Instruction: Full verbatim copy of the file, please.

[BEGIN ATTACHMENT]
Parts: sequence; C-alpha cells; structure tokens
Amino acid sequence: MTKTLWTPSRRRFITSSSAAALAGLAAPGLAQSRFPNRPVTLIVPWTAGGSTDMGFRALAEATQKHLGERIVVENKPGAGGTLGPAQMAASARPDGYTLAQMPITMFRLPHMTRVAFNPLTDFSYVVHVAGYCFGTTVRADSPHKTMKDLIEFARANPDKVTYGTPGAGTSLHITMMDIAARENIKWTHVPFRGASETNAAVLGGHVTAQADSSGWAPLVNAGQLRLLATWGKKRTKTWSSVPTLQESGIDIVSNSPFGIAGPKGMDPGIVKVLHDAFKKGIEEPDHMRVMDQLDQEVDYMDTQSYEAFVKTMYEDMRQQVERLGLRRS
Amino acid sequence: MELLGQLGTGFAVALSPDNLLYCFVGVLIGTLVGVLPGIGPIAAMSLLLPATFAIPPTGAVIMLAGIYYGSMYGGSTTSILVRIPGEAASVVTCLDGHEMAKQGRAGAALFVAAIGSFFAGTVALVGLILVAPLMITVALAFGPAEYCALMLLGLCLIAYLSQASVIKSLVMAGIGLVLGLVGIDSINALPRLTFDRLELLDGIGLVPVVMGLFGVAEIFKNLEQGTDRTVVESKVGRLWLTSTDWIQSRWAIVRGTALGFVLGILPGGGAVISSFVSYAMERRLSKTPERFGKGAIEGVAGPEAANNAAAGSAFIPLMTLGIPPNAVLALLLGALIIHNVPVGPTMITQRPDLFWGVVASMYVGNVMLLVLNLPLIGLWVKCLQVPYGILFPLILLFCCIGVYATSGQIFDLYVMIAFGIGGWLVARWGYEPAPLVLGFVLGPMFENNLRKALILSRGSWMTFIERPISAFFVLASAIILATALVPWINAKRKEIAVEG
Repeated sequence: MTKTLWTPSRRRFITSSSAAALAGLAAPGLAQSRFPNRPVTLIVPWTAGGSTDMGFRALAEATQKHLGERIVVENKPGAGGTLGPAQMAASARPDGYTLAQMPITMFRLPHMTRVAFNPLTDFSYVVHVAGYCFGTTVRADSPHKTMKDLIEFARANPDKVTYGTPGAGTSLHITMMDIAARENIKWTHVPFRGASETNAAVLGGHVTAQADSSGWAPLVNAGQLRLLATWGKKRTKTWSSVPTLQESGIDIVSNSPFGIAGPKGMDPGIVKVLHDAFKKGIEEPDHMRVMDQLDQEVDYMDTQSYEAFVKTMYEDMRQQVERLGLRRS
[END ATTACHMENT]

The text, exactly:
Parts: sequence; C-alpha cells; structure tokens
Amino acid sequence: MTKTLWTPSRRRFITSSSAAALAGLAAPGLAQSRFPNRPVTLIVPWTAGGSTDMGFRALAEATQKHLGERIVVENKPGAGGTLGPAQMAASARPDGYTLAQMPITMFRLPHMTRVAFNPLTDFSYVVHVAGYCFGTTVRADSPHKTMKDLIEFARANPDKVTYGTPGAGTSLHITMMDIAARENIKWTHVPFRGASETNAAVLGGHVTAQADSSGWAPLVNAGQLRLLATWGKKRTKTWSSVPTLQESGIDIVSNSPFGIAGPKGMDPGIVKVLHDAFKKGIEEPDHMRVMDQLDQEVDYMDTQSYEAFVKTMYEDMRQQVERLGLRRS
Amino acid sequence: MELLGQLGTGFAVALSPDNLLYCFVGVLIGTLVGVLPGIGPIAAMSLLLPATFAIPPTGAVIMLAGIYYGSMYGGSTTSILVRIPGEAASVVTCLDGHEMAKQGRAGAALFVAAIGSFFAGTVALVGLILVAPLMITVALAFGPAEYCALMLLGLCLIAYLSQASVIKSLVMAGIGLVLGLVGIDSINALPRLTFDRLELLDGIGLVPVVMGLFGVAEIFKNLEQGTDRTVVESKVGRLWLTSTDWIQSRWAIVRGTALGFVLGILPGGGAVISSFVSYAMERRLSKTPERFGKGAIEGVAGPEAANNAAAGSAFIPLMTLGIPPNAVLALLLGALIIHNVPVGPTMITQRPDLFWGVVASMYVGNVMLLVLNLPLIGLWVKCLQVPYGILFPLILLFCCIGVYATSGQIFDLYVMIAFGIGGWLVARWGYEPAPLVLGFVLGPMFENNLRKALILSRGSWMTFIERPISAFFVLASAIILATALVPWINAKRKEIAVEG
Repeated sequence: MTKTLWTPSRRRFITSSSAAALAGLAAPGLAQSRFPNRPVTLIVPWTAGGSTDMGFRALAEATQKHLGERIVVENKPGAGGTLGPAQMAASARPDGYTLAQMPITMFRLPHMTRVAFNPLTDFSYVVHVAGYCFGTTVRADSPHKTMKDLIEFARANPDKVTYGTPGAGTSLHITMMDIAARENIKWTHVPFRGASETNAAVLGGHVTAQADSSGWAPLVNAGQLRLLATWGKKRTKTWSSVPTLQESGIDIVSNSPFGIAGPKGMDPGIVKVLHDAFKKGIEEPDHMRVMDQLDQEVDYMDTQSYEAFVKTMYEDMRQQVERLGLRRS